Let's have a look at such a heat engine, the turbine of the new nuclear power plant OL3. The wet steam that is coming from the low-pressure turbine and going to the condenser has the following design parameter values. $$\begin{align} p_1&=0.0289\ \mathrm{bar}\\ h_1&=2277.4\ \mathrm{kJ/kg}\\ T_1&=23.46\ \mathrm{^\circ C}\\ x_1&=0.8911 \end{align}$$ (Note that actually the steam has already started to condense at this point. By mass, only $89.11\ \%$ are still steam, the other $10.89\ \%$ are already liquid. Steam turbines of most nuclear power plants are operated with saturated steam; i.e. the steam is not superheated. In this case, the steam entering the high-pressure turbine may already contain up to $0.25\ \%$ liquid droplets. This is important for the design of the main steam system and the turbine since liquid droplets could damage the blades of turbine since the turbine is turning with a speed of $1500\ \mathrm{min^{-1}}$ and the last stage blades have a diameter of $6.72\ \mathrm m$; thus, their tips are moving with a speed of more than $500\ \mathrm{m/s}$. Furthermore, this means that the condensing water has to be drained from the individual stages of the turbine and liquid water has to be separated from the wet steam before entering the low-pressure turbine. Your suggested change of the operating principle would drastically change the design of the last expansion stage of the low-pressure turbine since it would have to handle a flow rate of about $1200\ \mathrm{kg/s}$ of liquid (!) water.)

Coming back to the real example: After passing through the condenser, the (now liquid) water has the following design parameter values: $$\begin{align} p_2&=0.0289\ \mathrm{bar}\\ h_2&=98.4\ \mathrm{kJ/kg}\\ T_2&=23.46\ \mathrm{^\circ C}\\ \end{align}$$ Note that (approximately) temperature and pressure have not changed. In the condenser, steam (that was already in equilibrium with liquid water) has been completely condensed at constant temperature and pressure.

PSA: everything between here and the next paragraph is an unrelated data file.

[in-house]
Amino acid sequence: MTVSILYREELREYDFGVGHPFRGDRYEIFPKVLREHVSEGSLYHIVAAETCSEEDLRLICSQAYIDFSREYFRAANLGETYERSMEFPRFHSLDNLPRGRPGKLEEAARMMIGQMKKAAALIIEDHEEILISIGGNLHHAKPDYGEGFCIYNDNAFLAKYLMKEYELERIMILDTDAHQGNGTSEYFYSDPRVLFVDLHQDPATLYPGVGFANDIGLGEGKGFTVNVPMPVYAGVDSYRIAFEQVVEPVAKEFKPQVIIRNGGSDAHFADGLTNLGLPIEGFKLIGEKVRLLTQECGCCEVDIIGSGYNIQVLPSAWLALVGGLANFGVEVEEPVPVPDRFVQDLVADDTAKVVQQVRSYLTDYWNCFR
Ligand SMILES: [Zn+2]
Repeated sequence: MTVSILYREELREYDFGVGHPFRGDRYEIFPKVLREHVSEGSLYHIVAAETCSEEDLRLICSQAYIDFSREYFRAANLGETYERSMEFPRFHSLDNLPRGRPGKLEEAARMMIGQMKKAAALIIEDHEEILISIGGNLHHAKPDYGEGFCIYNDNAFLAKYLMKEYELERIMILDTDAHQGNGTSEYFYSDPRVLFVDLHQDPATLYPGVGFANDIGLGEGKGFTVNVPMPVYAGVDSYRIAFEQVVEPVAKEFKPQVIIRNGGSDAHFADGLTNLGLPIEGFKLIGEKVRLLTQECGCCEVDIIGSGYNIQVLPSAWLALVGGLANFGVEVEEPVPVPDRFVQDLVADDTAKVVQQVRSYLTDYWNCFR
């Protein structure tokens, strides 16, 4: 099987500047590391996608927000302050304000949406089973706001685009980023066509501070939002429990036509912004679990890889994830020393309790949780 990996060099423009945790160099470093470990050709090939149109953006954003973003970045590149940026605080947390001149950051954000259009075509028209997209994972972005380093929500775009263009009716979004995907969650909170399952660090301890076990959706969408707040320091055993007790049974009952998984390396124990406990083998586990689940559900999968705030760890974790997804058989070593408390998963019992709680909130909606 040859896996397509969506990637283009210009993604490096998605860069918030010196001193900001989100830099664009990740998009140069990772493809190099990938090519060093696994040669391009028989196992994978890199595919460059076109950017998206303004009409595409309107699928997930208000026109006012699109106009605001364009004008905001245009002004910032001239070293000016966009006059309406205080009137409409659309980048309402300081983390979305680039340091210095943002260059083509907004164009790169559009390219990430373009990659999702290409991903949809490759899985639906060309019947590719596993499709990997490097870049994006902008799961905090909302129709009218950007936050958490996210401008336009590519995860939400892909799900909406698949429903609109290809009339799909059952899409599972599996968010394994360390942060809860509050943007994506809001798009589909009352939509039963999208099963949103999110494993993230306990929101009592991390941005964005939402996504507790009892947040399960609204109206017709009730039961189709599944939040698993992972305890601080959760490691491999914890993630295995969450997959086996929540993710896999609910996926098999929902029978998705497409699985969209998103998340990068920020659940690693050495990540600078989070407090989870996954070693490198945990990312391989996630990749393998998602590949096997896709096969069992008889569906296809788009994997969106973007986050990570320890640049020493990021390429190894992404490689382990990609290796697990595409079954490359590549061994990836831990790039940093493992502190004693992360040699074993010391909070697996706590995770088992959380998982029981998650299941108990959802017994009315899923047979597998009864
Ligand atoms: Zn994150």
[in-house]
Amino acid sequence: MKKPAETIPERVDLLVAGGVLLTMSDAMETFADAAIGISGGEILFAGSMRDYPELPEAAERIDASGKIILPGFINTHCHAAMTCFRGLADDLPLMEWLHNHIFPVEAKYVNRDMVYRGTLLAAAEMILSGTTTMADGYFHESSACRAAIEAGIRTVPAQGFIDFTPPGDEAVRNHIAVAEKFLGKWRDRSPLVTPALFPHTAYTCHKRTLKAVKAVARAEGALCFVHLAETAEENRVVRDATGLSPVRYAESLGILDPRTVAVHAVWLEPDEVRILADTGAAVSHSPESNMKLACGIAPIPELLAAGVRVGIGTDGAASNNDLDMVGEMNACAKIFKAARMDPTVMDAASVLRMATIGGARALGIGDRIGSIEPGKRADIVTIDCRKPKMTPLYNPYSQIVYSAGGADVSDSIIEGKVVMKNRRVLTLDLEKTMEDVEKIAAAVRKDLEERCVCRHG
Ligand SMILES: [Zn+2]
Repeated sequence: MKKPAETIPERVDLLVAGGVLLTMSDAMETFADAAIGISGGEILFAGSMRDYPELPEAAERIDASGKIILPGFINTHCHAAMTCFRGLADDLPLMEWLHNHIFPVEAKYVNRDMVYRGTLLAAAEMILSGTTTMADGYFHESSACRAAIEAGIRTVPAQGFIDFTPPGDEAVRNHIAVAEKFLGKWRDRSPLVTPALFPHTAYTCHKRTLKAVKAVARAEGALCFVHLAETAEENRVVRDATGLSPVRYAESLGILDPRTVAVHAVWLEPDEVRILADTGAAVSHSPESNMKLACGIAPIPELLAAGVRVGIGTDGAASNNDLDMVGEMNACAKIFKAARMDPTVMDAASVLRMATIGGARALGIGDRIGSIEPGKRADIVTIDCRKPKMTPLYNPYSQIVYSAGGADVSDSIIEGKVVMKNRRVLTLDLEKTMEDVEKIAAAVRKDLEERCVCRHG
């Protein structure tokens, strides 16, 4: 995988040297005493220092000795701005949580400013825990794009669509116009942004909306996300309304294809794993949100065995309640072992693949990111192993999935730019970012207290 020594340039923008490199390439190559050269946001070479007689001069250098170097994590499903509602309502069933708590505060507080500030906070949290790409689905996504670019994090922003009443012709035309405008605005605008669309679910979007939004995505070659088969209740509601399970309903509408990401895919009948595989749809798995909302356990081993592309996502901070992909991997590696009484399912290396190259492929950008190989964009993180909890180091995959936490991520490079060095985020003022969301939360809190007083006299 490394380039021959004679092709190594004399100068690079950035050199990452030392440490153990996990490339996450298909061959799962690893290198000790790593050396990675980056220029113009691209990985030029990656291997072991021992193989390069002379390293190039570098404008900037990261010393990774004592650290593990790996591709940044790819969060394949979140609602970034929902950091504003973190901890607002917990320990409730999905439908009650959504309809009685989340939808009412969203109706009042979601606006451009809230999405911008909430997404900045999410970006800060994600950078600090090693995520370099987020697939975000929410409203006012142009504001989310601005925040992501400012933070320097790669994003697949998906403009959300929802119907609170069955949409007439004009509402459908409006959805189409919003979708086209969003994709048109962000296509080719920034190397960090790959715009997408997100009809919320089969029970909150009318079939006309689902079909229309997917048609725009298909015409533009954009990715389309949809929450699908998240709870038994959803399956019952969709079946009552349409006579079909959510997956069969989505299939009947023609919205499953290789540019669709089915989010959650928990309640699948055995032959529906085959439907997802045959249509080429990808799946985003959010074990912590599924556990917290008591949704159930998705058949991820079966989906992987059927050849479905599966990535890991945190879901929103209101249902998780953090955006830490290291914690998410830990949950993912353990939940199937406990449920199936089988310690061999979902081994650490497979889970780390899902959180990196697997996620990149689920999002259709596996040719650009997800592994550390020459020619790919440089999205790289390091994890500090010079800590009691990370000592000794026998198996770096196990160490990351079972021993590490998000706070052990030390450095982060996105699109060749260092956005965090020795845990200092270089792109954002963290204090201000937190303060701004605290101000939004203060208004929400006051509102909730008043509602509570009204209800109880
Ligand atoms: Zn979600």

Is it possible to extract more work from the steam by condensing it in the turbine itself and using the heat of vaporization of steam?

So essentially what you want to do is to utilize the difference between $ h_1=2277.4\ \mathrm{kJ/kg}$ and $h_2=98.4\ \mathrm{kJ/kg}$ in order to do some additional work.

Just looking at the first law of thermodynamics (i.e. conservation of energy), this should actually be possible. However, this process would violate the second law of thermodynamics. Remember that $T_1=T_2$, i.e. the wet steam entering the condenser and the water leaving the condenser are already in a thermal equilibrium. According to Carnot’s principle, there is no heat available that could be converted to work; i.e. the efficiency of this step is zero. Your suggested design change could be considered a perpetual motion machine of the second kind (a machine which spontaneously converts thermal energy into mechanical work).

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  • $\begingroup$ Assume we have a condenser that converts saturated steam at a given temperature and pressure to saturated liquid at that given temperature and pressure. Would that violate the second law? Why is the condenser different from a turbine? $\endgroup$ Commented Aug 7, 2019 at 23:08
  • $\begingroup$ I guess my question boils down to: what is the difference between energy in the form of work done and lost heat? $\endgroup$ Commented Aug 8, 2019 at 2:06